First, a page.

Hawaiian Monk Seal Population Surpasses 1,500 in Hawaiʻi
After decades of decline, the population of this endangered seal species is its highest in more than 20 years.
The Hawaiian monk seal is one of the world’s most endangered seal species—and for years its population in the Islands have been on a steady (and alarming) decline.
But in May the National Oceanic and Atmospheric Administration, which has been monitoring the seal’s population trend and taken action to save them, reported the total population has surpassed 1,500 for the first time in two decades. Officials estimated the population has grown by more than 100 from 2019 to 2021, bringing the total from 1,435 to 1,570 seals.
This is huge news for conversation groups—and, of course, the seals, too.
Monk seals live only in Hawaiʻi, including the uninhabited Northwestern Hawaiian Islands where most of the animals are found. The islets of French Frigate Shoals are home to about 20% of the monk seals in the Northwestern Hawaiian Islands and for a long time hosted the species’ largest subpopulation.
The marine animals are listed as endangered under the Endangered Species Act and depleted under the Marine Mammal Protection Act.
Experts say while the trend of promising, there are still concerns about the species’ survivability and the on-going threat of rising sea levels due to climate change. The land mass in the French Frigate Shoals has been shrinking, and some of the islands are gone.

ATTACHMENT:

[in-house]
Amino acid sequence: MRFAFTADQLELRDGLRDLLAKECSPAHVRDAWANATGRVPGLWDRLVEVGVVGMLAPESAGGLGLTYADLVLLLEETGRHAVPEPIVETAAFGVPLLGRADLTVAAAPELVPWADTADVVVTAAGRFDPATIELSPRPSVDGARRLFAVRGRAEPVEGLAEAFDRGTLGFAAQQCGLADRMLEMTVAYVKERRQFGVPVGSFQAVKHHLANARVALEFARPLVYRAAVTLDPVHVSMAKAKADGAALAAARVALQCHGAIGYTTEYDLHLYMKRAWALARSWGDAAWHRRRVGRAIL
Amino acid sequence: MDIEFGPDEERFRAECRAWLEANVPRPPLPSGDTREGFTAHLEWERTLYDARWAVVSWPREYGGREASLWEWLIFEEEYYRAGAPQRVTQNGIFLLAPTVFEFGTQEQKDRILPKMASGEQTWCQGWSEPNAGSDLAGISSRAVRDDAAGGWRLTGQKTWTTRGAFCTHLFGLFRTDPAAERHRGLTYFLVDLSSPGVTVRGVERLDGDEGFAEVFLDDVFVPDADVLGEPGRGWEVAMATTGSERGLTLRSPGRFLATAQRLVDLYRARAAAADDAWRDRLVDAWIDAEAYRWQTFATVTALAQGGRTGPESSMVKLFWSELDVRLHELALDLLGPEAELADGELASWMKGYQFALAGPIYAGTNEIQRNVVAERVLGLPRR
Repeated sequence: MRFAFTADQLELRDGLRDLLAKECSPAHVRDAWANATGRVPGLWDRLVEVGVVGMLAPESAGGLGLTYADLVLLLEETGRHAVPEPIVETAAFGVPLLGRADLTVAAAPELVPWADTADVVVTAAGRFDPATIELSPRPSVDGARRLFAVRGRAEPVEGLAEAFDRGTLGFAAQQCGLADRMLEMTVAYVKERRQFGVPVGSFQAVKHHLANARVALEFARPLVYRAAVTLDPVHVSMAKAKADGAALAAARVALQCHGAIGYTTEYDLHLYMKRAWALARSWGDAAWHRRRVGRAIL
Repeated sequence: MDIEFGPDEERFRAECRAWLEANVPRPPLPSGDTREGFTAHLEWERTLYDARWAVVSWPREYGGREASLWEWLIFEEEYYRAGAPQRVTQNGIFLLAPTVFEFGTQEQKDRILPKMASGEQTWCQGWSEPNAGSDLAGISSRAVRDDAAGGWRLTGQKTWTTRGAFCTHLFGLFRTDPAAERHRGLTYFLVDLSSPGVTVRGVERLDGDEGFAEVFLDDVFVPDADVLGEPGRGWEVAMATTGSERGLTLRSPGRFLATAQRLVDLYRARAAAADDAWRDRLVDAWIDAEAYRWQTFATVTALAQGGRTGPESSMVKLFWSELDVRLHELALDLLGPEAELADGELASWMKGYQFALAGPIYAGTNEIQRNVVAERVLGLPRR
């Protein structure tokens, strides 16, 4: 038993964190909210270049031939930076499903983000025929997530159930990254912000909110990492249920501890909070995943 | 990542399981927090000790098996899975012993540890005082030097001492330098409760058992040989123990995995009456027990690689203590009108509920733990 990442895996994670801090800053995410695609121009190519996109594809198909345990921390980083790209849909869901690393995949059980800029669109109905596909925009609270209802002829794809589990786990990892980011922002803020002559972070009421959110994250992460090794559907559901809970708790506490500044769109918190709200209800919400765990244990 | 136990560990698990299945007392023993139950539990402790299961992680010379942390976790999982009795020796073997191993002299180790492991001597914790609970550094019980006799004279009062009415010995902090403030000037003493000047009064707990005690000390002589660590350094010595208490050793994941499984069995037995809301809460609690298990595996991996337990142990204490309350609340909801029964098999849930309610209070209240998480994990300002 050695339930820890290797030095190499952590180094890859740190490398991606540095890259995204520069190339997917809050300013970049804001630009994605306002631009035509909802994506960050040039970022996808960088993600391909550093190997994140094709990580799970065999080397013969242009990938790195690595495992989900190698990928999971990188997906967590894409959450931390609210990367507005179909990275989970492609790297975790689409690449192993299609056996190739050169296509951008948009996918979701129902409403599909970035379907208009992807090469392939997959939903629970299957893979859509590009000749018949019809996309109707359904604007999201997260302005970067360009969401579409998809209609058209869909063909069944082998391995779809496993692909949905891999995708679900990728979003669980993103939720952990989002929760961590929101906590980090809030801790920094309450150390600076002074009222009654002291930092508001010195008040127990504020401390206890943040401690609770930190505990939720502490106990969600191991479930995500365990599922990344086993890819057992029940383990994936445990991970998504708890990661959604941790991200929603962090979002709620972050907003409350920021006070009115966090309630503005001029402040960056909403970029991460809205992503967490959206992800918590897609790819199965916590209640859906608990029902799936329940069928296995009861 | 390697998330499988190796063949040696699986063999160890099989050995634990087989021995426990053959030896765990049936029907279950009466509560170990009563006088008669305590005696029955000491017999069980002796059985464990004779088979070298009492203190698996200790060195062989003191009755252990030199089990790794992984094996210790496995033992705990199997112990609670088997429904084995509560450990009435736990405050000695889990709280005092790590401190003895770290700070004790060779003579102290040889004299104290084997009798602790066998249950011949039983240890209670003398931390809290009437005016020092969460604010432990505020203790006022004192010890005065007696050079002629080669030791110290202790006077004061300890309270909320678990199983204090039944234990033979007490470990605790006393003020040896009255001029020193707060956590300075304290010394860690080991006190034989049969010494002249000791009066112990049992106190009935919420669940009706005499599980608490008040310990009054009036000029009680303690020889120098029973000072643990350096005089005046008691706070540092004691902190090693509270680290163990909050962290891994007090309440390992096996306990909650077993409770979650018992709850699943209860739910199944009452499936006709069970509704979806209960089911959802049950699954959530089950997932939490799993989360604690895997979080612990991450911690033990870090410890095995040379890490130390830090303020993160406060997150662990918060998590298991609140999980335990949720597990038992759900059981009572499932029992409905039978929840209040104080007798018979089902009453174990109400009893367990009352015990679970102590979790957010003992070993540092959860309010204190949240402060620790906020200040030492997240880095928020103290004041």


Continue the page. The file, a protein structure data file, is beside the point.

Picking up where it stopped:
Hawaiʻi is home to a dizzying diversity of animals and plants, many of which can be found nowhere else in the world. (This is why the state is dubbed the “endangered species capital of the world.”) There are more than 400 threatened and endangered species—including Hawaiian monk seals—across the state.
Tomorrow—May 20—is Endangered Species Day (held every third Friday in May), and it’s a good time to reflect on the animals that make the Islands so unique.
Here are six endangered species found only in Hawaiʻi:
- Hawaiian monk seal, ‘ilio holo i ka uaua (means “the dog that runs in rough water”), is one of the most endangered seal species in the world.
- Hawaiian hoary bat, ʻōpeʻapeʻa, is a rare species of bat found on in a few areas of Kauaʻi and Hawaiʻi Island.
- Hawaiian green sea turtles, honu, and the Hawaiian hawksbill, ʻea, are among the rarest sea turtles in the world.
- Oʻahu monarch flycatcher, ʻelepaio, are experiencing a population decline.
- Maui honeycreeper, ʻalauahio, has only been found in a few places on Maui, including Haleakalā National Park.
- Hawaiian moorhen, ‘alae ‘ula, is a wetland bird that can be spotted at Kawainui Marsh on Oʻahu.